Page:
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New Study Published at the Kasigau Corridor REDD+ Project

a hawk flying through the sky in Kenya

In the face of climate change, how is the diversity of birds affected by elevation, temperature, seasonal changes and human disturbance?

Members of the Wildlife Works Biodiversity team, consisting of Geoffrey Mwangi, Bernard Amakobe and Mwangi Githiru, recently published a decade-long study of birds along an elevational gradient in Mt. Kasigau to answer this question. The study was designed by Wildlife Works Global Director for Conservation, Mwangi Githiru, and is the first comprehensive, multi-year assessment of understorey birds in Kenya's portion of the Eastern Arc Mountains, a global biodiversity hotspot and an Important Bird Area.

Montane areas host over half of the world's biodiversity hotspots. In higher altitudes, conditions tend to be harsh (low temperatures and frequent rain). Many mountain ranges in the tropics have unique species, since species must specialize to thrive in these harsh environments. Previous studies have shown that the number of species of birds generally declines with increasing elevation. However, montane ecosystems will most likely provide refuge for species displaced by a warming climate.

Our team used systematic bird ringing data over a 10-year period to assess bird populations at four elevation levels ranging from 858 to 1547m on Mt. Kasigau.

A map of the Wildlife Works Kasigau Corridor REDD+ project in Kenya

Map of the Wildlife Works Kasigau Corridor REDD+ Project in Kenya, highlighting Mt. Kenya, the focal point of this study

Our team of researchers found that the abundance of birds declined with increasing elevation for the lower three elevation levels but peaked at the highest elevation. Elevation had a greater effect on which species were present than the season, human disturbance and temperature.

There was a greater diversity of bird species in the wet season compared to the dry season across all the years. This makes sense as with more rain, comes more resources to support a greater number of species. However, the team observed a significant shift from historic rainfall patterns on Mt. Kasigau. During this study, Kenya experienced its worst drought in forty years. As the planet warms and droughts become more common, thermal refuges like Mt. Kasigau will be critical for endangered birds. Our team noted that climate change is already affecting the behavior of certain species. For example, the Striped Pipit was recorded at higher altitudes than previously known, suggesting an upward shift of its range into cooler territory.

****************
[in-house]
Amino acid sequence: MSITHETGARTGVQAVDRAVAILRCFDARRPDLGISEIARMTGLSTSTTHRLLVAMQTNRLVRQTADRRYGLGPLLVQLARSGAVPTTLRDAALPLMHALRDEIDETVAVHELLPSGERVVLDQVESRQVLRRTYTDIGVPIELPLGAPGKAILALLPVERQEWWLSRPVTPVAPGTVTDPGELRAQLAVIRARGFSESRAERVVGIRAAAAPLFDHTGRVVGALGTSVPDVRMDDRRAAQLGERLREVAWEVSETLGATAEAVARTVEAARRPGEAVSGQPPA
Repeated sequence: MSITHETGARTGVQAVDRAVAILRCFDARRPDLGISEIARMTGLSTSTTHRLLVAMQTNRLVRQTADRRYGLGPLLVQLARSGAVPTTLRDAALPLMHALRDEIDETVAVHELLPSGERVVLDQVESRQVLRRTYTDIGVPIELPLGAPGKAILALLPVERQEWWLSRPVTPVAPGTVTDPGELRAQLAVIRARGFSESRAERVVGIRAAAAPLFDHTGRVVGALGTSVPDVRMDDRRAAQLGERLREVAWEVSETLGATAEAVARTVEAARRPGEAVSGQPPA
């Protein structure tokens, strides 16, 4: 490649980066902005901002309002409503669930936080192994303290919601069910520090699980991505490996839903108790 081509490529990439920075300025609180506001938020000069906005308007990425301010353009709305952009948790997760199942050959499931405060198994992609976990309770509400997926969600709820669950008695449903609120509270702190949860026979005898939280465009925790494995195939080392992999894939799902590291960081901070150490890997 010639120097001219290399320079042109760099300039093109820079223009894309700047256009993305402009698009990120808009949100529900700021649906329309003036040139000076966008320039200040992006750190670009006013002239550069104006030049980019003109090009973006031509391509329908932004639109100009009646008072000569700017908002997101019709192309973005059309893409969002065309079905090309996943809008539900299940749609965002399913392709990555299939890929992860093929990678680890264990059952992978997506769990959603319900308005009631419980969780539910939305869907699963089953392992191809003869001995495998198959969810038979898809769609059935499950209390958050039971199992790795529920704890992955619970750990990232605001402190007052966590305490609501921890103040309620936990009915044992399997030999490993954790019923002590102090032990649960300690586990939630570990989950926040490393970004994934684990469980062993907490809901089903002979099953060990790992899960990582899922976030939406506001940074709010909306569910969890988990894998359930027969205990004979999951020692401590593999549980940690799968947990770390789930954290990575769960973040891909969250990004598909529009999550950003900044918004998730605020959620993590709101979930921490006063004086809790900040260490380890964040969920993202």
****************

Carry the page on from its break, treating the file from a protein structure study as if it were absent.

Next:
The Striped Pipit

The Striped Pipit (Anthus lineiventris)

Geoffrey Mwangi, lead biodiversity and social monitoring scientist at the Kasigau Corridor REDD+ project says, “This study highlights the importance of improved conservation planning to better conserve montane areas which are regarded as future refuges for biodiversity as the planet continues to experience global warming. The future of biodiversity planning should take cognizance of threats posed by global warming and climate change. We are grateful to Wildlife Works for its commitment to science, and this long-term study is likely to reveal further insights on how sensitive taxa such as birds in montane areas respond to climate change.”

To learn more, read the full research paper:

Elevational Patterns of Species Richness
Download PDF • 3.34MB


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